September 27, 2008

PAST DIFFERENCE:

Why Americans are more tolerant: Canadians often consider themselves to be more tolerant than their "backwards" neighbours to the south. But is this simply a myth? (Pete Vere, September 23, 2008, Western Standard)

Which brings me to the second reason the American concept of freedom of speech won me over. With free speech comes responsibility. This is not a leftist cliche, although it’s often misapplied by leftists. What this really means is that freedom of speech is every citizen’s responsibility. That’s you and me. If your neighbor says something hateful or abhorrent, speak up about it!

Americans feel more secure speaking up. This is what makes them more tolerant than Canadians. Ingrained in their psychology is the belief that every individual is equal under the law, and rights and freedoms are every individual’s responsibility. Thus they might gripe about minorities, but in the end Americans accept them.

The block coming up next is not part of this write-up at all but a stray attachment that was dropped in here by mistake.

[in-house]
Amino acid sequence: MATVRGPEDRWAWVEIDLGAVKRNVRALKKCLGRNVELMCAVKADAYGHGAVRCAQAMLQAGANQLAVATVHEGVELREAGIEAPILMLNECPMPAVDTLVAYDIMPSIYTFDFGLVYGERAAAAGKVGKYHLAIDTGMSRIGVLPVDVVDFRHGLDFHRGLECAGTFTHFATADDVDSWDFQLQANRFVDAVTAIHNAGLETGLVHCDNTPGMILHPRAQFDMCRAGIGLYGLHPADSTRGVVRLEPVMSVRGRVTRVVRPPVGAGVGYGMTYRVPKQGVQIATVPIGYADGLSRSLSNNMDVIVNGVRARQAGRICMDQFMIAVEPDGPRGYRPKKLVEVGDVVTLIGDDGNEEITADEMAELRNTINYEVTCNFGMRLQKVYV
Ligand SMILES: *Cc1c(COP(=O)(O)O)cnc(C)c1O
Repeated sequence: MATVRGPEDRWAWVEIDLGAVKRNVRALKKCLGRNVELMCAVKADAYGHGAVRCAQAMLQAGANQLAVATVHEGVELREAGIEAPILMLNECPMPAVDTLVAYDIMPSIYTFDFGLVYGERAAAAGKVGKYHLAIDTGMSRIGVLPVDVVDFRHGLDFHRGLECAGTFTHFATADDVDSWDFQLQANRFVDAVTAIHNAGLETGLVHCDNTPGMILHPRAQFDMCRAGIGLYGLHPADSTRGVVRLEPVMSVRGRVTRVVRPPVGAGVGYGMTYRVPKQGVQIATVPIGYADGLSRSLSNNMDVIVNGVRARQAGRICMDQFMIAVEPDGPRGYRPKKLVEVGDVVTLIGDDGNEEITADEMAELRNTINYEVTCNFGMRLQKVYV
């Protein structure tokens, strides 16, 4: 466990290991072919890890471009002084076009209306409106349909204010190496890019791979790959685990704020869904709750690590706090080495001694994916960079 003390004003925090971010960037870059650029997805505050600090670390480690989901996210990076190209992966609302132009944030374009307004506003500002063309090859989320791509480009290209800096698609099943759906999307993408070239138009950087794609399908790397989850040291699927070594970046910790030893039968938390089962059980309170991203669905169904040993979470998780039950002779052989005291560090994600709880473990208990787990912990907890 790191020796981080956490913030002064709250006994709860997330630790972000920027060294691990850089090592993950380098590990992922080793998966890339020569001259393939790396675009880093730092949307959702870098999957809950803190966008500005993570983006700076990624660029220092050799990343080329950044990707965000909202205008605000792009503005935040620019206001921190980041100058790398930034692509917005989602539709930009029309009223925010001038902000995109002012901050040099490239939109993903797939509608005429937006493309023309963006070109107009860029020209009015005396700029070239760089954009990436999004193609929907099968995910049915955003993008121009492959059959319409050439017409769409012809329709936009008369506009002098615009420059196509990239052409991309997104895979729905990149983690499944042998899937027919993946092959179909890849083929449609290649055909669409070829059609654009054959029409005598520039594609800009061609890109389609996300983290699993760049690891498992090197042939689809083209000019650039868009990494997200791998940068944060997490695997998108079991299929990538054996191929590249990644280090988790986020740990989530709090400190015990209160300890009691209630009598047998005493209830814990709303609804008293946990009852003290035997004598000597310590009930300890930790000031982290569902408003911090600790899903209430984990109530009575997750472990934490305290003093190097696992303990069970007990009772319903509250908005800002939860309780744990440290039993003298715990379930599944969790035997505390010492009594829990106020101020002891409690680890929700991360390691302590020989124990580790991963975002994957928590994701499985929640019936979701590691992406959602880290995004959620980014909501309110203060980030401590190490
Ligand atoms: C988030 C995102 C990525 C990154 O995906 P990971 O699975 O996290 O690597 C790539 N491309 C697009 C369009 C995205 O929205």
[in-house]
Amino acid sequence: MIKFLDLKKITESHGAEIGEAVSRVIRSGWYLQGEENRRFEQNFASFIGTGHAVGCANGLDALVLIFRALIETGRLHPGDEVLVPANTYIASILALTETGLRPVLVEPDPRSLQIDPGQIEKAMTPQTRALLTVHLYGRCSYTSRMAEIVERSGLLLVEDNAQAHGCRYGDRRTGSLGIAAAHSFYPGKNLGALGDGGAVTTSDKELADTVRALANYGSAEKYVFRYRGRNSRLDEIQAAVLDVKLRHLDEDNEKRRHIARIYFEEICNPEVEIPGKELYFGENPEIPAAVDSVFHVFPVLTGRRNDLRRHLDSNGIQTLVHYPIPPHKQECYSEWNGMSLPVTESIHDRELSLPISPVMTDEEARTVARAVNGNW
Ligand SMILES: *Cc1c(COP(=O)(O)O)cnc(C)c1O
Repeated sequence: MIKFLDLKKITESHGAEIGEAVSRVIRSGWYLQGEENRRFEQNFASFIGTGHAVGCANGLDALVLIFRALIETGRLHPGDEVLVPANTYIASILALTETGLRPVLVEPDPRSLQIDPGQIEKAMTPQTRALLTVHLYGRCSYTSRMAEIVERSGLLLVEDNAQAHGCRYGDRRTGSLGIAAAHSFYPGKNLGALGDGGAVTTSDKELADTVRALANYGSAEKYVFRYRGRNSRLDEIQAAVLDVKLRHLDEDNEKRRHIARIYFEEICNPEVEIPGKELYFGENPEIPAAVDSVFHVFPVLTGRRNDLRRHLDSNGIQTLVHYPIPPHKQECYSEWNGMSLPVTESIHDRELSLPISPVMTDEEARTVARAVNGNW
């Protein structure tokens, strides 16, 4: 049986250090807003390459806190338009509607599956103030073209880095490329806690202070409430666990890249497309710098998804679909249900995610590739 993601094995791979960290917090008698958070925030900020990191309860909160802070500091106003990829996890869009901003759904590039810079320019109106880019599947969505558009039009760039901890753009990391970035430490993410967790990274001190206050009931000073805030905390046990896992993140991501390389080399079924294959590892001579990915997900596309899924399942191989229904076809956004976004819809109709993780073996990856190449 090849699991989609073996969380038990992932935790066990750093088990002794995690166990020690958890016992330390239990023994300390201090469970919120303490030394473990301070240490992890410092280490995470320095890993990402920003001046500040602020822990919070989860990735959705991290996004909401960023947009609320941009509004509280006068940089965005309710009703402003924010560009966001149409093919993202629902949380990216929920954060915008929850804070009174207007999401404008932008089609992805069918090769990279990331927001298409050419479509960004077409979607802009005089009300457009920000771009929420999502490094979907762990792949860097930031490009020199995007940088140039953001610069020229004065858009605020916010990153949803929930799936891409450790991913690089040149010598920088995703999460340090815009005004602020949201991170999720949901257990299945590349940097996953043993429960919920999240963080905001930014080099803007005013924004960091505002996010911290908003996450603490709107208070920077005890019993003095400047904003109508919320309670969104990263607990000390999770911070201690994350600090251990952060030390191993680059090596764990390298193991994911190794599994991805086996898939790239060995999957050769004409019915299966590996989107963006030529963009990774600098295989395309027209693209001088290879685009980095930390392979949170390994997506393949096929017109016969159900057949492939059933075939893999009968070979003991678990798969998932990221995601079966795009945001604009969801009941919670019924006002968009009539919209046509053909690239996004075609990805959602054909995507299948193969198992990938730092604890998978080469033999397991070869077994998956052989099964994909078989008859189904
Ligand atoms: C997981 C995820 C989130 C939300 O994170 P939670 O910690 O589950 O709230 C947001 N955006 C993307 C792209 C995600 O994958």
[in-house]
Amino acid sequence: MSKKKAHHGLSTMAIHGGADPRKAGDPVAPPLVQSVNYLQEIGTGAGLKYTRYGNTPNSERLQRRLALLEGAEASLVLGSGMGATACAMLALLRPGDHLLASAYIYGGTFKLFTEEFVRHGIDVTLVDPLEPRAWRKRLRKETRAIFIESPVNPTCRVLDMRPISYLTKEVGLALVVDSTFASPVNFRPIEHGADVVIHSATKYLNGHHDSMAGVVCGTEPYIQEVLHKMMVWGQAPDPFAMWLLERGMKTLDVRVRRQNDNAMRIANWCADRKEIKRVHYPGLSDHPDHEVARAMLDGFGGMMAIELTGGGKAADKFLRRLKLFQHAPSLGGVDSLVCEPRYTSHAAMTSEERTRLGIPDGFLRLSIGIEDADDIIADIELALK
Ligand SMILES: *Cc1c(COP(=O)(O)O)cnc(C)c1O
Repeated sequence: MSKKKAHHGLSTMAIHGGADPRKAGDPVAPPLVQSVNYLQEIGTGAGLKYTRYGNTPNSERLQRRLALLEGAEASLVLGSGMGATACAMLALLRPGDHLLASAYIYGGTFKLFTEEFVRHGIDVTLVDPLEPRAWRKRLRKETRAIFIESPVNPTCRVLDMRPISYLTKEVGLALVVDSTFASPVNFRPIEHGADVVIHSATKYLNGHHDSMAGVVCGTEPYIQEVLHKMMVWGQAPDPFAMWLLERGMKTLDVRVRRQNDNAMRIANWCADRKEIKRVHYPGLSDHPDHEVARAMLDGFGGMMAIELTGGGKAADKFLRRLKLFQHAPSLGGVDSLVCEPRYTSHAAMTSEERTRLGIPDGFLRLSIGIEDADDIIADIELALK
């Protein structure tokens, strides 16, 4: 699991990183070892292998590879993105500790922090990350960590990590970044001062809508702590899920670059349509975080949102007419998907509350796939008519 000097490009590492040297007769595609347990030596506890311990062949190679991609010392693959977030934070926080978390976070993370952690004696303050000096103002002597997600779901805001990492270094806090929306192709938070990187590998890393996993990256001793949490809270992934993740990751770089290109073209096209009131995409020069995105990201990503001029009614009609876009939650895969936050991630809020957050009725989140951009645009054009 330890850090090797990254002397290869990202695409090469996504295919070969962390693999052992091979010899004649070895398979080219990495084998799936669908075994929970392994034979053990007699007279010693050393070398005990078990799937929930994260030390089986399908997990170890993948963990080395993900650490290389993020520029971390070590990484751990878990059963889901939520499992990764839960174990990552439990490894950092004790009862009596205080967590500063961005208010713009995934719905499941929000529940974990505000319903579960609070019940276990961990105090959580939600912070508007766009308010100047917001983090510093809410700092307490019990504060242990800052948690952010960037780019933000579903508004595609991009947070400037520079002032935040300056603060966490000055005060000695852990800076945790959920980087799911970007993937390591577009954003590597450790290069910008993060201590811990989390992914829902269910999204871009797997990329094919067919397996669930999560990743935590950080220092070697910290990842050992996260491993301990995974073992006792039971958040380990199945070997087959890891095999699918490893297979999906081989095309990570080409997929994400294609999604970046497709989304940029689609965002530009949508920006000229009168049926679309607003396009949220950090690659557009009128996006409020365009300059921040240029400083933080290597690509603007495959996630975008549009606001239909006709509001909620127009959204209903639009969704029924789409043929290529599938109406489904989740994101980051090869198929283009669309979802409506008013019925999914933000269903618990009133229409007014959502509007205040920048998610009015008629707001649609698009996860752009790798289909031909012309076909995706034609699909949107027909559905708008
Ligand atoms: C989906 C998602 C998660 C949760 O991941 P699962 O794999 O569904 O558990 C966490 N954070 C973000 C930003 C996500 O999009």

Look no further than our parallel elections. With the exception of Elizabeth May, leader of Canada’s fifth party, every major party leader north of the border is a middle-aged, middle-class, mild-mannered white male. And when gender is excluded, Ms. May fits the stereotype perfectly. Yet even then she is not projected to win any seats.

In contrast, the U.S. election has produced two strong female candidates - one of whom is married to a snowmobile-racing champion from a First Nations community. One of the presidential candidates is an African-American born of a Muslim father. The other a tough-talking former Navy pilot and senior citizen who often bucks his own part

We talk about tolerance in Canada. More often than not, as our electoral choices show, Canadian tolerance is just an excuse to avoid discussing our differences. Thus Canadians stick to what’s comfortable, what’s least likely to offend the most people. We don’t want our differences to cause division and disrupt the social peace.

Americans, on the other hand, relish their differences. Tolerance is created by confronting their differences, then discovering that they share many of the same values and concerns. Americans understand, rightly, that tolerance is a product of free speech. The First Amendment allows them to get past their differences, correct misconceptions, and move on to more pressing issues.

Posted by Orrin Judd at September 27, 2008 6:11 AM
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